IPMA Preview: New Strategies to Increase Your In-plant’s Performance
As I write this, I'm finishing up a presentation for the upcoming IPMA conference, taking place in Denver from June 20-24. My presentation will focus on strategies to improve your in-plant’s financial performance.
Of course, no presentation about financial performance should start without talking about the importance of understanding your costs. Why? Because, costs impact prices, and in my experience less than half of all companies have up-to-date costs.
Still to this day, I am surprised to walk into a company that has not updated its costs for years. The irony is that these same companies complain that they cannot compete with pricing from local commercial printers. Of course, it goes without saying that accurate manufacturing costs are a critical to calculating pricing. Ask yourself these questions:
- "Are we using the same equipment we did five years ago?"
- "Do we have the same number of staff we had five years ago?”
Most companies have changed their equipment and have fewer employees, which means that you most likely reduced your costs and don't know it.
During my presentation at IPMA, we will discuss the two strategies to determine if your BHRs (budgeted for hourly rates) and time standards are accurate. This will be followed by conversations to determine if your costs are too high, and strategies to reduce your costs. Then we will enter into a conversation about the controversial subject of pricing.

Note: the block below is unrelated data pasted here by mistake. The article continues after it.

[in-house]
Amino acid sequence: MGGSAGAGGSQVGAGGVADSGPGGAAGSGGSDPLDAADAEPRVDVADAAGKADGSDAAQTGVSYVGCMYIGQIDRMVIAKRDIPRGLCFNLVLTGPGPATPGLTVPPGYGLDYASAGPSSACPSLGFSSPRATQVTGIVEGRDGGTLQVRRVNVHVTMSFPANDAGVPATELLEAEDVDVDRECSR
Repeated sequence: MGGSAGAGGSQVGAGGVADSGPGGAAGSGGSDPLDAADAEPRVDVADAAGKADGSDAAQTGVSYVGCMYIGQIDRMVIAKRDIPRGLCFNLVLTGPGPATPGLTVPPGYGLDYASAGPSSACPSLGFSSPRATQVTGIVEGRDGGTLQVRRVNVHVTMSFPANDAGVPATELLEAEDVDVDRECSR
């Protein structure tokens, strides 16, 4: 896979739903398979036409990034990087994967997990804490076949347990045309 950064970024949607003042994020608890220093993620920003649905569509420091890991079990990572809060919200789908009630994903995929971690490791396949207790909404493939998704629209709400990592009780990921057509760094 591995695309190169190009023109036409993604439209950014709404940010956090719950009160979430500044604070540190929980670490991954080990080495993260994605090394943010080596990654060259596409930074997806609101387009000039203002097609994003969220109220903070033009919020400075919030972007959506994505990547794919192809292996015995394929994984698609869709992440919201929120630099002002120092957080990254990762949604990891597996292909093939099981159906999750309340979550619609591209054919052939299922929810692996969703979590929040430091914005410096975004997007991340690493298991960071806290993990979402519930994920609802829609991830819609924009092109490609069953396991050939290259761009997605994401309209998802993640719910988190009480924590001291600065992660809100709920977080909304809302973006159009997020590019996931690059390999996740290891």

Pricing is often considered a taboo subject within the in-plant community because no one wants their customers to feel "ripped off" and complain about pricing. The standard operating procedure for pricing is to mark up the costs somewhere between 10%-40%, which is known as the cost-plus model of pricing. The problem, however, with this model is that it does not take into account the perceived value.
According to Investopedia, perceived value is, "The worth that a product or service has in the mind of the consumer. The consumer's perceived value of a good or service affects the price that he or she is willing to pay for it." We are seeing some in-plants shift from cost-plus pricing to competitive pricing and others to value-based pricing.
Lastly, we will look at three case histories from IPMA leaders, and discuss how to create a battle plan to help defend the value the in-plant. I look forward to seeing you in the Mile High City, my hometown.
Howie's presentation will take place Wednesday, June 22, at 11:30. See the full agenda here.
Howie Fenton is an independent consultant who focuses on analyzing/benchmarking the performance of printing operations. Fenton helps companies use metrics, best practices and workflow strategies to streamline operations. Call (720) 872-6339 or email firstname.lastname@example.org